Jeff Lawson

5 Business Lessons From Twilio Co-Founder And CEO Jeff Lawson

John Wolcott | Jun 2, 2021 |

In Episode 11 of “The Apprentice: ONE Championship Edition,” the final four global candidates met Jeff Lawson, Co-Founder and CEO of Twilio and author of “Ask Your Developer,” a Wall Street Journal bestseller.

In 2008, Lawson founded Twilio, a cloud-based communications technology company that’s helped more than 235,000 businesses power their customer engagement and build unmatched customer experiences.

Needless to say, the American software developer possesses a wealth of business experience that all young “Apprentices” can learn from, no matter their field.

With that in mind, here are five valuable lessons learned from a recent sit-down interview with Lawson.

#1 Communication Is Key

Scenes from Episode 11 of "The Apprentice: ONE Championship Edition"

When Lawson began developing apps, he loved the idea that his software was helping businesses and their clients simplify their lives.

However, the world of communications was inaccessible to software developers.

“Communications was incredibly hard to build into the apps that I was building,” Lawson says. “You had to go talk to carriers, you had to sign contracts, you had to dig trenches and lay down copper wires and buy hardware in a data center.

“In the world of communications, everything took years and millions of dollars. Then you really couldn’t apply the great agility of the software when you needed to communicate with a customer.”

With Twilio, however, developers no longer have to depend on outside sources to communicate with their clients, and businesses can speak directly with their customers.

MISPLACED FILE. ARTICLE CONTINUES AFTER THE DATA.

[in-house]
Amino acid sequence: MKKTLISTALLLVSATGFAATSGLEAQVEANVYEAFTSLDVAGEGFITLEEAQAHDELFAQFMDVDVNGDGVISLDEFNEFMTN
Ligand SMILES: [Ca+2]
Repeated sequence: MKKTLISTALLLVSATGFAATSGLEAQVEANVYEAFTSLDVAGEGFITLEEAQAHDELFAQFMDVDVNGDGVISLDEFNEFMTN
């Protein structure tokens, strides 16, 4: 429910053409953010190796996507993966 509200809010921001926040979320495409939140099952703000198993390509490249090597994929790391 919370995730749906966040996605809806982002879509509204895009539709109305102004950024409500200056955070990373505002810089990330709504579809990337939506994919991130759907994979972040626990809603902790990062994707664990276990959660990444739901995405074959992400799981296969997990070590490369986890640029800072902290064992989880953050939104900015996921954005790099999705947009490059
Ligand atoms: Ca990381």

“As a developer, I’m used to building things with software, where I can hear a customer’s problem, and I can build a prototype incredibly quickly,” Lawson says.

“I can get that prototype built in an afternoon or a day or a week, put it in front of a customer, and hear if they like it. But in the world of communications, that was never possible.”

#2 Every Big Goal Starts With One Small Idea

Scenes from Episode 11 of "The Apprentice: ONE Championship Edition"

Lawson’s approach to building software can be likened to the way an artist starts a painting with just one brushstroke or the way a musician begins a song with only one chord.

“The neat thing about software is that you get to start small. You don’t have to boil the ocean on day one. You can start by solving a part of a problem for the customer. As you succeed, you can always expand to build more software and build out from where you started,” Lawson says.

“And the amazing thing about software is the ability to innovate, to keep learning and keep building and keep pushing out new versions of whatever you build to the web or to mobile apps. You’re never done building in the world of software.”

That constant adding on from a central point of focus is where Lawson believes all life-changing ideas come from, and he advises everyone – no matter where they are in their professional journey – to run with that same philosophy.

“The most important thing to remember is that with every big idea, start small. Start somewhere. Don’t be afraid to take that first step and have a big, bold vision of where you’re going,” he says.

#3 Think In Terms Of Problems, Not Opportunities